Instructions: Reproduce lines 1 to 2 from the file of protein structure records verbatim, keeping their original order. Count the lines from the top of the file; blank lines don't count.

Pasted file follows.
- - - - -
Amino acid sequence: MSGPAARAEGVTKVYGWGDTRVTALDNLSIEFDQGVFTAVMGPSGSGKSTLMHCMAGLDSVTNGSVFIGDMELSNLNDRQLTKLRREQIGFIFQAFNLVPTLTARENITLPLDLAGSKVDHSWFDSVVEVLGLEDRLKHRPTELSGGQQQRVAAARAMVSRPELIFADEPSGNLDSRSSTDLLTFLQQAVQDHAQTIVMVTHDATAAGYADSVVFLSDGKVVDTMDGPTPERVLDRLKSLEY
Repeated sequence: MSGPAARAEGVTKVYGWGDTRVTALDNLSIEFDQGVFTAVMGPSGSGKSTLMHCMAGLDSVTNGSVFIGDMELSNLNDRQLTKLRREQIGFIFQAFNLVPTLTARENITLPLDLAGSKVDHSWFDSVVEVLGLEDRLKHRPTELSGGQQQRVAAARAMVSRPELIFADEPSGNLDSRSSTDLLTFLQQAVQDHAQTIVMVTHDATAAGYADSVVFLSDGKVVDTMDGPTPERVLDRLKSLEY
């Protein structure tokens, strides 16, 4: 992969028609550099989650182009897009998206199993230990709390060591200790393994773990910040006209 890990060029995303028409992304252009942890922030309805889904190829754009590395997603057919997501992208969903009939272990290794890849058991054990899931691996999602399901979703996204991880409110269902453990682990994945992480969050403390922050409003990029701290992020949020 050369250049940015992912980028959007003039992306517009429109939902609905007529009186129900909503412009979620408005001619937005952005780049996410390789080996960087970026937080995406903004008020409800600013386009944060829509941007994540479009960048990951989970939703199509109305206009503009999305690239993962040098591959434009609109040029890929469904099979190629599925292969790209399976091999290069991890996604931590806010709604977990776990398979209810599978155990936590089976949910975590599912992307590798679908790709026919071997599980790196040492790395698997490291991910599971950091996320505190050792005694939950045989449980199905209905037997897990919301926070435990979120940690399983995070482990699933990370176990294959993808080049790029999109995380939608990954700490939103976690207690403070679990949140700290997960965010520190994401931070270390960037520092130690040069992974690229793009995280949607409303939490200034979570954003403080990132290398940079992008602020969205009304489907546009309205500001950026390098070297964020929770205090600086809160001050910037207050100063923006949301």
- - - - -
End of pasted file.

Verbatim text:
Amino acid sequence: MSGPAARAEGVTKVYGWGDTRVTALDNLSIEFDQGVFTAVMGPSGSGKSTLMHCMAGLDSVTNGSVFIGDMELSNLNDRQLTKLRREQIGFIFQAFNLVPTLTARENITLPLDLAGSKVDHSWFDSVVEVLGLEDRLKHRPTELSGGQQQRVAAARAMVSRPELIFADEPSGNLDSRSSTDLLTFLQQAVQDHAQTIVMVTHDATAAGYADSVVFLSDGKVVDTMDGPTPERVLDRLKSLEY
Repeated sequence: MSGPAARAEGVTKVYGWGDTRVTALDNLSIEFDQGVFTAVMGPSGSGKSTLMHCMAGLDSVTNGSVFIGDMELSNLNDRQLTKLRREQIGFIFQAFNLVPTLTARENITLPLDLAGSKVDHSWFDSVVEVLGLEDRLKHRPTELSGGQQQRVAAARAMVSRPELIFADEPSGNLDSRSSTDLLTFLQQAVQDHAQTIVMVTHDATAAGYADSVVFLSDGKVVDTMDGPTPERVLDRLKSLEY